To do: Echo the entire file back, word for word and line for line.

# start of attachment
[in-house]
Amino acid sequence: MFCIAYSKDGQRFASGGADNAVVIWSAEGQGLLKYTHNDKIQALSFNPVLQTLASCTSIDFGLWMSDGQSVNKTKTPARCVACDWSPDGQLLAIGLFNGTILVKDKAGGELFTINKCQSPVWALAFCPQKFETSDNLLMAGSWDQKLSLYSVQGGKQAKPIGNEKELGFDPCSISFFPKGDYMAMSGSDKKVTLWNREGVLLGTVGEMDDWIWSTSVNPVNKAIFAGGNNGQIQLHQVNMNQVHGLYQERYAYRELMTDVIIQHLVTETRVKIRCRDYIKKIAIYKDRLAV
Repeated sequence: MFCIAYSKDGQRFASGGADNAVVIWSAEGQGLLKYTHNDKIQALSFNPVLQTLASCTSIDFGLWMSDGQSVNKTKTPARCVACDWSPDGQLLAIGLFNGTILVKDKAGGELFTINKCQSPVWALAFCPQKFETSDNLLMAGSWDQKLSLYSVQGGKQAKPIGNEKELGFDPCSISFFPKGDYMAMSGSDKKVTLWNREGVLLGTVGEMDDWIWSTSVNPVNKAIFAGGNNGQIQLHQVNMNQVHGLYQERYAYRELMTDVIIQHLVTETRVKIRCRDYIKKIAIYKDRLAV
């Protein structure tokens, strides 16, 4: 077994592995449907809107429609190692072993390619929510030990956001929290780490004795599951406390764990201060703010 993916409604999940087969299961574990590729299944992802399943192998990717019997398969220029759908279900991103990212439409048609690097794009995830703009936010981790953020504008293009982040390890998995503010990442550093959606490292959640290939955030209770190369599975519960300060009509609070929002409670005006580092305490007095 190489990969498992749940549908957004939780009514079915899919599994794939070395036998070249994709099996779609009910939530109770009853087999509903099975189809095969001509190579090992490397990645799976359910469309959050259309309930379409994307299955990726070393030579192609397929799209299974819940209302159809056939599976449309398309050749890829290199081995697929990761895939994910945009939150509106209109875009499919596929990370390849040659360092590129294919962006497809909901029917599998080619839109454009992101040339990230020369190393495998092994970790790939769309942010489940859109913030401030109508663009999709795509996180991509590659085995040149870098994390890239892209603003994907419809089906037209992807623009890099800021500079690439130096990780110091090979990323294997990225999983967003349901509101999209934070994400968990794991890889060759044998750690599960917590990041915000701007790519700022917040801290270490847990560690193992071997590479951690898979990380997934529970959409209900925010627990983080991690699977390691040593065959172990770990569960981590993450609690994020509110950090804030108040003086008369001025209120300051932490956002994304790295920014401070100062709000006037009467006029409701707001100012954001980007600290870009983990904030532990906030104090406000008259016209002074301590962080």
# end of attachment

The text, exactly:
[in-house]
Amino acid sequence: MFCIAYSKDGQRFASGGADNAVVIWSAEGQGLLKYTHNDKIQALSFNPVLQTLASCTSIDFGLWMSDGQSVNKTKTPARCVACDWSPDGQLLAIGLFNGTILVKDKAGGELFTINKCQSPVWALAFCPQKFETSDNLLMAGSWDQKLSLYSVQGGKQAKPIGNEKELGFDPCSISFFPKGDYMAMSGSDKKVTLWNREGVLLGTVGEMDDWIWSTSVNPVNKAIFAGGNNGQIQLHQVNMNQVHGLYQERYAYRELMTDVIIQHLVTETRVKIRCRDYIKKIAIYKDRLAV
Repeated sequence: MFCIAYSKDGQRFASGGADNAVVIWSAEGQGLLKYTHNDKIQALSFNPVLQTLASCTSIDFGLWMSDGQSVNKTKTPARCVACDWSPDGQLLAIGLFNGTILVKDKAGGELFTINKCQSPVWALAFCPQKFETSDNLLMAGSWDQKLSLYSVQGGKQAKPIGNEKELGFDPCSISFFPKGDYMAMSGSDKKVTLWNREGVLLGTVGEMDDWIWSTSVNPVNKAIFAGGNNGQIQLHQVNMNQVHGLYQERYAYRELMTDVIIQHLVTETRVKIRCRDYIKKIAIYKDRLAV
């Protein structure tokens, strides 16, 4: 077994592995449907809107429609190692072993390619929510030990956001929290780490004795599951406390764990201060703010 993916409604999940087969299961574990590729299944992802399943192998990717019997398969220029759908279900991103990212439409048609690097794009995830703009936010981790953020504008293009982040390890998995503010990442550093959606490292959640290939955030209770190369599975519960300060009509609070929002409670005006580092305490007095 190489990969498992749940549908957004939780009514079915899919599994794939070395036998070249994709099996779609009910939530109770009853087999509903099975189809095969001509190579090992490397990645799976359910469309959050259309309930379409994307299955990726070393030579192609397929799209299974819940209302159809056939599976449309398309050749890829290199081995697929990761895939994910945009939150509106209109875009499919596929990370390849040659360092590129294919962006497809909901029917599998080619839109454009992101040339990230020369190393495998092994970790790939769309942010489940859109913030401030109508663009999709795509996180991509590659085995040149870098994390890239892209603003994907419809089906037209992807623009890099800021500079690439130096990780110091090979990323294997990225999983967003349901509101999209934070994400968990794991890889060759044998750690599960917590990041915000701007790519700022917040801290270490847990560690193992071997590479951690898979990380997934529970959409209900925010627990983080991690699977390691040593065959172990770990569960981590993450609690994020509110950090804030108040003086008369001025209120300051932490956002994304790295920014401070100062709000006037009467006029409701707001100012954001980007600290870009983990904030532990906030104090406000008259016209002074301590962080």